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Prime Mover Magazine


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Peter Hart

Electric vehicles for Australia

April 2019

A Senate select committee* recently investigated the potential for uptake of electrically-driven vehicles (EVs) in the car, truck and bus sectors.

The recommendations produced seem sensible. Here are some that I want to comment on:

3. EV Targets should be set for uptake of EVs in the light passenger, light commercial and metropolitan bus sectors. Targets would speed uptake. Will government subsidise EVs?

5. A national public charging network should be established. Slow EV chargers can provide between 3.5 – 22.0 kWh and fast chargers between 22.0 – 43 kW. In 2018 there were 783 public charging stations in Australia, the great majority being slow charging. There are more than ten times this number of hydrocarbon fuel stations.

6. A CO2 emissions rule should be introduced for non-electric vehicles. Despite coal- and gas-fired electricity generation producing CO2, EVs produce a net reduction.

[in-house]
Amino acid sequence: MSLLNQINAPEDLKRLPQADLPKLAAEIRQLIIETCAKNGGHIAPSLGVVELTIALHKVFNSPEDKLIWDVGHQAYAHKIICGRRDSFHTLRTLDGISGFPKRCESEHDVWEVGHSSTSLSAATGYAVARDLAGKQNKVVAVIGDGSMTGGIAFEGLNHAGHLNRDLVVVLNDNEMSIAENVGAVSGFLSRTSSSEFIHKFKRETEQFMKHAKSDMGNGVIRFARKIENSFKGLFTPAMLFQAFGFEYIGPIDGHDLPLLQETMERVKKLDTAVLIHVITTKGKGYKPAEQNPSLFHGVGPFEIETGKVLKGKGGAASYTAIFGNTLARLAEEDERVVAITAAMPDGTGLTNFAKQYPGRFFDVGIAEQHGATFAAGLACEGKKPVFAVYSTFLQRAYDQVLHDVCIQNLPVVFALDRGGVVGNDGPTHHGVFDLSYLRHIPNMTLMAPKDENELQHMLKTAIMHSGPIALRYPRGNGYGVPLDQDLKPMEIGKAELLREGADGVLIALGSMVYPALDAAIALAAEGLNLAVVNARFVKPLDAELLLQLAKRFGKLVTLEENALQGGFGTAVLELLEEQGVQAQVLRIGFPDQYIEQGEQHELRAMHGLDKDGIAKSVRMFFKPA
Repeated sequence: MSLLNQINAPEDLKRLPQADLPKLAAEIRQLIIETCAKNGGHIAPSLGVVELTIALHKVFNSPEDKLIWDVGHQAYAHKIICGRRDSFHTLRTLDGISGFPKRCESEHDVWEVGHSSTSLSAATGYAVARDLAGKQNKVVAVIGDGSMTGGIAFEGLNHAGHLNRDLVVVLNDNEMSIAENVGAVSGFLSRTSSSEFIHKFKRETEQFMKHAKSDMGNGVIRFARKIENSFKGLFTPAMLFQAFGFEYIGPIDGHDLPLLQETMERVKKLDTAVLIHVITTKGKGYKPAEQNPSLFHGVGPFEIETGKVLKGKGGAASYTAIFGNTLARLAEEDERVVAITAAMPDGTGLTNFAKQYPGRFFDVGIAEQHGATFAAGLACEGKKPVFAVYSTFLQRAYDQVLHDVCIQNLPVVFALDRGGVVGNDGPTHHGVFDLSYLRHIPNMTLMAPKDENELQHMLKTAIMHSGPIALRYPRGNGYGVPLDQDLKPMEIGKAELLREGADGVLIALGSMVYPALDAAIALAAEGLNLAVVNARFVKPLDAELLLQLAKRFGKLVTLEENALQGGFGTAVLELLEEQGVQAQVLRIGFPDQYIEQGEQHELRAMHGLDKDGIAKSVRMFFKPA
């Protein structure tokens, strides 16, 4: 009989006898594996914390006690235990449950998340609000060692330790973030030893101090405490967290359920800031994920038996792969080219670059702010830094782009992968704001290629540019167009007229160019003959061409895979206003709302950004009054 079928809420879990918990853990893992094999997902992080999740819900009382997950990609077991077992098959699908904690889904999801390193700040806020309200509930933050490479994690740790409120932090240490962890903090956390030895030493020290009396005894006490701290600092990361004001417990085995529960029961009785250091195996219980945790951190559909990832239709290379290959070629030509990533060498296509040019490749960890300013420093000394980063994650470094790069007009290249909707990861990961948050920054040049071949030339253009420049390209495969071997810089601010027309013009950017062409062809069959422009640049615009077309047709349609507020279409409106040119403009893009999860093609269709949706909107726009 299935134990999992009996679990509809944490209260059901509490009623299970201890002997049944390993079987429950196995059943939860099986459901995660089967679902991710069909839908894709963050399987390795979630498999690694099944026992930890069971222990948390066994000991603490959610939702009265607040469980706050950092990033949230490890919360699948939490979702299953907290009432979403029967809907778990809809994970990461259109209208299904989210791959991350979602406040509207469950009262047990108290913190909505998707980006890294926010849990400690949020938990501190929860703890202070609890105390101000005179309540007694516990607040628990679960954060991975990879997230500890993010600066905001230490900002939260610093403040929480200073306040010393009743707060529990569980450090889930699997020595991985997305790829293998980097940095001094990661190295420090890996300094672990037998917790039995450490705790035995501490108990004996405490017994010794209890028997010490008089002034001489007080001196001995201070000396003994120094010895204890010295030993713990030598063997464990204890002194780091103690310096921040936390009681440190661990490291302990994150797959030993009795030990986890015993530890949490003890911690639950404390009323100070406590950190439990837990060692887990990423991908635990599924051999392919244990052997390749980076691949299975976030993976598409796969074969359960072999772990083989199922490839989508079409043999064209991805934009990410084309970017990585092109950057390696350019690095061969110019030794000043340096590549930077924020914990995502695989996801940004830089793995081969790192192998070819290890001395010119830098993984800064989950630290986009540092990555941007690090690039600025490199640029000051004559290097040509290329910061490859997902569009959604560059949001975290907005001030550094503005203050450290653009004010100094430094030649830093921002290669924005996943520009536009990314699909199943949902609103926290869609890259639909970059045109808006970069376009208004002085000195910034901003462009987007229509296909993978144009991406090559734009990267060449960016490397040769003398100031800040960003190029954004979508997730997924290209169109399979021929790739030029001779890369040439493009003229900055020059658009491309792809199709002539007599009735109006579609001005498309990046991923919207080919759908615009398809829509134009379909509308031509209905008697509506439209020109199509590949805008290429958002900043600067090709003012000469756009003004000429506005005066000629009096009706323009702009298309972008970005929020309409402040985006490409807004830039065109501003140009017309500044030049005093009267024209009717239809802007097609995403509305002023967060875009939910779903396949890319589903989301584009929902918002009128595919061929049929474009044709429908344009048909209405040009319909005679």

9. The federal government should implement a 10-year EV manufacturing roadmap covering research and development, vehicle and system design, battery manufacture, telematics, supply chain and component manufacture. In the light and medium duty truck segment, there is an opportunity for OEM suppliers to import ‘glider’ trucks which are fitted out locally.

There is also potential for EV technology to be installed on trailers, in which case the tractive effort could be spread throughout the combination vehicle.

This would provide regenerative retardation where more is needed on the trailer and allow the size of the truck diesel engine to be reduced.

Australia could lead in the trailer segment.

12.  Apprentice and trainee programs need to be established. EV technology will require greater electrical knowledge in workshops. We need to be training more auto electricians!
*https://www.aph.gov.au/Parliamentary_Business/Committees/Senate/Electric_Vehicles

13.  Electricity network infra-system development will be needed to cope with widespread adoption of EVs.

Widespread uptake of EVs will alter the electricity load profile and this will require electricity grid development.